We were almost around the first bump when Ken noticed we were headed for a band of cliffs. The slope shading layers available in most GPS navigation apps are very helpful in this regard. We dropped below it and hiked through the next hobble-bushed chocked col. The stuff was over our head by this point.

I took the lead and sidehilled around another bump to the col in front of Black Crescent South. We were both getting tired at this point. The hobble bush was particularly bad in this col reaching above head height. It was so high, I had to yell “Marco” as in “Marco Polo” so that Ken could find me in the sea of leaves.

The Black Crescent South summit canister
The Black Crescent South summit canister

We got to the other side of the col and started climbing to the Black Crescent South summit. This was easy at first but then we hit a cliff band and dense blowdowns. I was bonking and stopped to eat a sandwich and drink another liter of water. The blowdowns got thicker and I had to crawl under them before clambering up the cliffs. Ken found the canister in a small clearing at the summit just as I popped in after him. We rested a bit and then pushed off headed out and back to the road.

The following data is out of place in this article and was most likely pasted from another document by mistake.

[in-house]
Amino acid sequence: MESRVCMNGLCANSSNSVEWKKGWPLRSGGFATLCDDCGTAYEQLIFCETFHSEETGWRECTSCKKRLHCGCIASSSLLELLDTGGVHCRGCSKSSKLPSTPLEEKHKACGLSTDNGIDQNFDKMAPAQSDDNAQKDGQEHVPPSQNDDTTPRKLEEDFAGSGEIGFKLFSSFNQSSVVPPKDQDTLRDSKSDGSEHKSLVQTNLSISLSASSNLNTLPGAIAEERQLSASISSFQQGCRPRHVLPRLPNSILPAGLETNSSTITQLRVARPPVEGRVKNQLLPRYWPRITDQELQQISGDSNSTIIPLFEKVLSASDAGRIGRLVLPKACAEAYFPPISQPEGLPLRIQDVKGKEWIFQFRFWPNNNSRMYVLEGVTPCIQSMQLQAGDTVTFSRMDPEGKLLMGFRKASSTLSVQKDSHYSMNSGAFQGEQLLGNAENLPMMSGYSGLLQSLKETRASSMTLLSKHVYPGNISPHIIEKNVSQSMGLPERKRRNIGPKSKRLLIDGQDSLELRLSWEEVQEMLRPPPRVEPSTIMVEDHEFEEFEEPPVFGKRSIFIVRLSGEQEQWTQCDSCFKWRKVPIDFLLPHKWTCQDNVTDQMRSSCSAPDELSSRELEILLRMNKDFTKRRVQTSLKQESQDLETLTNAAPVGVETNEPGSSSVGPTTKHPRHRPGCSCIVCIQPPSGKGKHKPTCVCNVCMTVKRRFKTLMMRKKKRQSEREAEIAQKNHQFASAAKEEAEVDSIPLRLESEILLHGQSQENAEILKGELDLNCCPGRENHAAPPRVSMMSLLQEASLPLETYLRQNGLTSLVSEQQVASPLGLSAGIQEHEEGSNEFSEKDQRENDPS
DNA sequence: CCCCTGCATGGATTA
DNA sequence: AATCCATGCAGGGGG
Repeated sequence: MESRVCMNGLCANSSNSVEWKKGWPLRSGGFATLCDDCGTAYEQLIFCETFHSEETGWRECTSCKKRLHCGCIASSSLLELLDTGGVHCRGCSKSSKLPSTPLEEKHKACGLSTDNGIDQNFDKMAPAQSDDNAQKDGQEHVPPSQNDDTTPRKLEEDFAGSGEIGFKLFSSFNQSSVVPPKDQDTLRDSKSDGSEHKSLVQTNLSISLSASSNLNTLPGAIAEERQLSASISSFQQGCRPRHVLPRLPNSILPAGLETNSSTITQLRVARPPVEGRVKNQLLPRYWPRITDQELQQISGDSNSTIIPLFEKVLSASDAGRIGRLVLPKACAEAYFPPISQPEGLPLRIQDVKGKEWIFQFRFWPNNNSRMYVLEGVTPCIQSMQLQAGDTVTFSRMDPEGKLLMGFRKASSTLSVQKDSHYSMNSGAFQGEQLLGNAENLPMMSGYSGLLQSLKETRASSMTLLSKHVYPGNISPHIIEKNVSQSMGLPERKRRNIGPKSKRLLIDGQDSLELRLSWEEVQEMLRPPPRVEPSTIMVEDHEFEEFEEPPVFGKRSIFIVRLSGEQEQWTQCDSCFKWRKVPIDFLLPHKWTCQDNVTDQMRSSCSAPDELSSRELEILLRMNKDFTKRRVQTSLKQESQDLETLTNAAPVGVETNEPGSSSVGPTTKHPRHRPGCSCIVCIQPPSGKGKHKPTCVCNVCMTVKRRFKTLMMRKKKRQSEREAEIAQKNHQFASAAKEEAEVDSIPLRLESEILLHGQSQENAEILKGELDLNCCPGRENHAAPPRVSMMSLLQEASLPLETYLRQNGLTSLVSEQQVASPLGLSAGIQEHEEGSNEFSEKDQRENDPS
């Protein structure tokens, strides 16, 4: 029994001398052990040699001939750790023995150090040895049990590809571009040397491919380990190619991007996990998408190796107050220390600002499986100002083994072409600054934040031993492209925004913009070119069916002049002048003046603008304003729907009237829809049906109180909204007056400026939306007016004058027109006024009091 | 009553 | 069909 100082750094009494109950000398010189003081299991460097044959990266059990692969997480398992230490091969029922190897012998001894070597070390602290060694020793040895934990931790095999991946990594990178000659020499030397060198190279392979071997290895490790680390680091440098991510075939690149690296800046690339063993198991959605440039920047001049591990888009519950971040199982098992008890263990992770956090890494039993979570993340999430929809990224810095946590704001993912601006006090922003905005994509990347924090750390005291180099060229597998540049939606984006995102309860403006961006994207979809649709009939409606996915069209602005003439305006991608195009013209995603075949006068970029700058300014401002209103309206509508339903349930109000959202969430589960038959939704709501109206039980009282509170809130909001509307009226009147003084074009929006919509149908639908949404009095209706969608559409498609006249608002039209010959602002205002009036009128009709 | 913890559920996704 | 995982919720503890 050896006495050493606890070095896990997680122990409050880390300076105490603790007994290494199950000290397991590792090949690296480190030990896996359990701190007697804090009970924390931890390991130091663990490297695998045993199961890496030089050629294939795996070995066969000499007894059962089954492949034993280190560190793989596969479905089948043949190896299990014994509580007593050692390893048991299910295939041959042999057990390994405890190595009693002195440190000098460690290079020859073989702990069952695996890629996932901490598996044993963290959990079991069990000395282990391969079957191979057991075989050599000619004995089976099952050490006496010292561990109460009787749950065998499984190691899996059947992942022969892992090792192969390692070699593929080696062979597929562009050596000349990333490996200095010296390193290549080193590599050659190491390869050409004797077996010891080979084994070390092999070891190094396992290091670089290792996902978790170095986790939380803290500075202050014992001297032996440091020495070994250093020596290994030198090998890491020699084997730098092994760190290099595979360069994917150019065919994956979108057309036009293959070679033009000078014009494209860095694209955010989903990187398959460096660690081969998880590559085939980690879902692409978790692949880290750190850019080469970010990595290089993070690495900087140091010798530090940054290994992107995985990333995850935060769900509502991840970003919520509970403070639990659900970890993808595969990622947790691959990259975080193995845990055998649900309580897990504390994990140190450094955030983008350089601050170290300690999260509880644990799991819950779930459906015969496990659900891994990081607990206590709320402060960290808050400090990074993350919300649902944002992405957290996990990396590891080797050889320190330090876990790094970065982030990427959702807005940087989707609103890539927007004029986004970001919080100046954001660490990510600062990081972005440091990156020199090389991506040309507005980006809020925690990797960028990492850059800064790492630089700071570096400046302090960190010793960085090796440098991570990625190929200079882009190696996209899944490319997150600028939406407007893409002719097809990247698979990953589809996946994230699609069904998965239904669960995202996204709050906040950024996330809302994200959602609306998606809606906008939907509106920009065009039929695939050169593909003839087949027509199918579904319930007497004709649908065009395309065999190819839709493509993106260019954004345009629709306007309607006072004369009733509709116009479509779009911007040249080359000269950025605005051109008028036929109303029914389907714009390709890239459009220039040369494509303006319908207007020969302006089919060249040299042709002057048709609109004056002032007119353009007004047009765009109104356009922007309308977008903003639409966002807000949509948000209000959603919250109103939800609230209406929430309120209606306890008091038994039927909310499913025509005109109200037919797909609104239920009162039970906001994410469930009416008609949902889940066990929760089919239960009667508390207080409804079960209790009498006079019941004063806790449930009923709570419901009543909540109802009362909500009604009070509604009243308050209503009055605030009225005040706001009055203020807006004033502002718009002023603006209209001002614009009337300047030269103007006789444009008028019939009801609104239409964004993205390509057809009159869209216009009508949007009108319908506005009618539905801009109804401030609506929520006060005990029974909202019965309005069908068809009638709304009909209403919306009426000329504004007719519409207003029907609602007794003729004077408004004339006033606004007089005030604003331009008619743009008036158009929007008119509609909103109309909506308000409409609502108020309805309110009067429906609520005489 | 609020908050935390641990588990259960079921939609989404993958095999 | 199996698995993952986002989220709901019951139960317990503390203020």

We descended a steep cliff, butt sliding down the final section where a moose had obviously preceded us (in sliding down the same slope). We suddenly came to another vegetated logging road and burst out laughing. If we’d come up this way instead of hiking from north to south, it would have been a much easier hike. That road soon petered out, but it was a mild descent back to Bog Dam Road and the cooler in my car with ice-cold PBRs.

Recommended Hiking Navigation Tools

I carry and use all of these navigation aids on hikes, both on-trail, and off-trail, in addition to a paper map. The most reliable tool is the compass, by far, because it only relies on the earth's magnetic field to operate. The others are also excellent, but they can generate false positives in the field and it's useful to have a compass along so you can verify the information they provide.